was after only one class done in a fun but productive manner. In our small group I think that I had used some skills that I have picked up on my journey so far. While trying to figure out what role-play to do I was able to use the skill of compromise to decide which one to do.

  2. Foucault's Panopticon

    Thus, Foucault is interested in the effect of power relations on the human body. The body itself, it's symbols of punishments, incarceration, disciplined gestures, all give evidence of the "political anatomy" and how pervasive the instruments, or technology, of power has become in the modern, industrialized age.

  1. Social Security Policy.

    changed to both decrease relative value of benefits for the unemployed and to increase use of means testing. This leads to two problems for ensuring incentives to work: one is to ensure that benefit rates are not close to or greater than in- work income and to ensure that those

  2. What do you consider to be the main causes of social conflict in Britain's ...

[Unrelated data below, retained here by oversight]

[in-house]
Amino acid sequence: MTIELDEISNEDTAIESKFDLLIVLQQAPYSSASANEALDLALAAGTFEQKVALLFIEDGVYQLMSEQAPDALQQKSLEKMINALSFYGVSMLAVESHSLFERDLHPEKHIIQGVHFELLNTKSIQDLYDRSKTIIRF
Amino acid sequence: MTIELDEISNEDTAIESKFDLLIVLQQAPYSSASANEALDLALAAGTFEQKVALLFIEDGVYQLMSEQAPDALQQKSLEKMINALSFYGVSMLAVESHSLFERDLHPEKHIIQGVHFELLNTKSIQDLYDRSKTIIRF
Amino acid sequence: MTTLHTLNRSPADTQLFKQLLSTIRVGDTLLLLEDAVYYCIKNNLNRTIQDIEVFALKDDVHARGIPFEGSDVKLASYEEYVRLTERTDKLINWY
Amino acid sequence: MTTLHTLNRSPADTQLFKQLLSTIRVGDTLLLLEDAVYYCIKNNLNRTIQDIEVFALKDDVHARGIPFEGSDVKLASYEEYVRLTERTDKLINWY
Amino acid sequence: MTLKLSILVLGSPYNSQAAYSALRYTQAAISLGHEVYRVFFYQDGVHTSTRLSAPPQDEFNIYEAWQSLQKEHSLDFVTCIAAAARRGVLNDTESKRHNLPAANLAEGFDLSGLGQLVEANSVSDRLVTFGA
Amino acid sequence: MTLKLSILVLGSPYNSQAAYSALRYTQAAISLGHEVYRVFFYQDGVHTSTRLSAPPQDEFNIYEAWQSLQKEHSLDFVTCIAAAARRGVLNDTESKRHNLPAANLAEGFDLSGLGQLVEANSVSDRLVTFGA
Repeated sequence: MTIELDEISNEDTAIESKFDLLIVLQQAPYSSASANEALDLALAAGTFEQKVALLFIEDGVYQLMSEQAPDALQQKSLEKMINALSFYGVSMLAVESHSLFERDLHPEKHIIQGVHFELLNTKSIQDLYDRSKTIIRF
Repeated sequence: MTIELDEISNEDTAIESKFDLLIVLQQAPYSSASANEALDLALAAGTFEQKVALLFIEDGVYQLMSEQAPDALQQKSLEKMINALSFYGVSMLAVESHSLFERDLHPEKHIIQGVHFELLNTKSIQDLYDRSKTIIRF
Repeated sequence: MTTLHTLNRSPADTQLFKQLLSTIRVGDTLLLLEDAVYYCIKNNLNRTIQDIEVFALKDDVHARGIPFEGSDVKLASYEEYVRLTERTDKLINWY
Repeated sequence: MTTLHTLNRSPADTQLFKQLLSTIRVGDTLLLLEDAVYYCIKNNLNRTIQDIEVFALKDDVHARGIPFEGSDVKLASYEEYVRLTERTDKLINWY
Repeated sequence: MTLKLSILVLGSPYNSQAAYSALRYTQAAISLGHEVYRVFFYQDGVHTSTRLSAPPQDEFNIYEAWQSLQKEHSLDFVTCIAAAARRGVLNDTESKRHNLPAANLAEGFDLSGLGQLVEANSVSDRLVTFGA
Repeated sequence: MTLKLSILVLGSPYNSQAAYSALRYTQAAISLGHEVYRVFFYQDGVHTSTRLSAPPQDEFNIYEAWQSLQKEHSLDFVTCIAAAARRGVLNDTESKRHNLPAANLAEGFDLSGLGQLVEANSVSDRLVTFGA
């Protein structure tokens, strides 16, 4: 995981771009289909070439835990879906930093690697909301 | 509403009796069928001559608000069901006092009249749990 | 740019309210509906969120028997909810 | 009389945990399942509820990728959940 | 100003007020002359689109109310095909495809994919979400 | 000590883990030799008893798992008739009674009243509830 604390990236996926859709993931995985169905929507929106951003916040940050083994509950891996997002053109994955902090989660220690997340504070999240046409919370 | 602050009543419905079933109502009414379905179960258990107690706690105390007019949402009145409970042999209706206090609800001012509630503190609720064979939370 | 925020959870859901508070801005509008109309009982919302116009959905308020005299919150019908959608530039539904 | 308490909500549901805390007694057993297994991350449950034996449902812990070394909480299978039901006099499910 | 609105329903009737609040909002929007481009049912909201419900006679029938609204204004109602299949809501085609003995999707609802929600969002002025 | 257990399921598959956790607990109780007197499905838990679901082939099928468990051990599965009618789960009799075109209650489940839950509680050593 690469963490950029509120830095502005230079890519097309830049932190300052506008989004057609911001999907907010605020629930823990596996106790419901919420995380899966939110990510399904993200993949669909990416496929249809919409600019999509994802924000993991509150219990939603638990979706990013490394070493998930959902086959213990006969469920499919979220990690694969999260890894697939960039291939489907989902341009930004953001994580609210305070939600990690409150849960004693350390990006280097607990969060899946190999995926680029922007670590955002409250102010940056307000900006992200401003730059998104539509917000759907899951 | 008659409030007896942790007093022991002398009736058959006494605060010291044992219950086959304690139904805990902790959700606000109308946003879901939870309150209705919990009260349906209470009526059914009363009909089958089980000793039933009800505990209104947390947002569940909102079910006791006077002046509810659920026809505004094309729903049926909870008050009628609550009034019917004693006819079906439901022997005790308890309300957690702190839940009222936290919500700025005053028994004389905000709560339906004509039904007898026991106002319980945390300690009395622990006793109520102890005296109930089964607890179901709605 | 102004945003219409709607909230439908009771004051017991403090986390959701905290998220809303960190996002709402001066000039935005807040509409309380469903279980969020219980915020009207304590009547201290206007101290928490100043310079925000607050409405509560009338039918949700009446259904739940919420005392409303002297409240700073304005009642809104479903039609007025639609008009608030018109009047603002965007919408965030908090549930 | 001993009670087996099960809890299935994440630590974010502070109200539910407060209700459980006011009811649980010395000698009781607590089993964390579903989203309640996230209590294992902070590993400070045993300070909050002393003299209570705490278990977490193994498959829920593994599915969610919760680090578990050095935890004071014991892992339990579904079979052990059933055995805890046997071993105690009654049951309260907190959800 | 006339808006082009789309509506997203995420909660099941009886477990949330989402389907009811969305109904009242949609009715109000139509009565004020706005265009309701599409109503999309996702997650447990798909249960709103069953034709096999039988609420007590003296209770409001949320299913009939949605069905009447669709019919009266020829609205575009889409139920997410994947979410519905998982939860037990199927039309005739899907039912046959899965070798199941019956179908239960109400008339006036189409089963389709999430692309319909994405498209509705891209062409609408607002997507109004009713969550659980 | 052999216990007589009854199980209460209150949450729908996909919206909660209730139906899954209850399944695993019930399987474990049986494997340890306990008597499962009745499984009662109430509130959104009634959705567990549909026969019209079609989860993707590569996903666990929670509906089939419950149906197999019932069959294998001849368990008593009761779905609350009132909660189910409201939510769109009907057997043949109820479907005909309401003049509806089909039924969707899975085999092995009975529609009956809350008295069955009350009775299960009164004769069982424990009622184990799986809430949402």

There are many reasons behind social conflict and there are also catalysts that trigger the social disorder such as riots. Community is often a group of people with shared interests, a neighbourhood where residents feel a sense of identification and belonging.

  1. In the light of the teachings of the Qur'an discuss the moral and ethical ...

    And this is what Islam teaches us. Allah in Quran has told us that "And the servants of the beneficent are they who walk on the earth in humility, and when the ignorant address them, they say, PEACE! And they who pass the night prostrating themselves before their lord and standing.''

  2. Discuss the significance of both defensive and fortress architecture and the privatisation of public ...

    Such affluent neighbourhoods commonly employ private police to increase their security, often displaying warning signs such as "Armed Response!" (Davis, p223) on each property. These measures are quite possibly the most dramatic and intrusive manifestations of fortress architecture, therefore it must be asked if the perceived threat to the property

  • Over 160,000 pieces
    of student written work
  • Annotated by
    experienced teachers
  • Ideas and feedback to
    improve your own work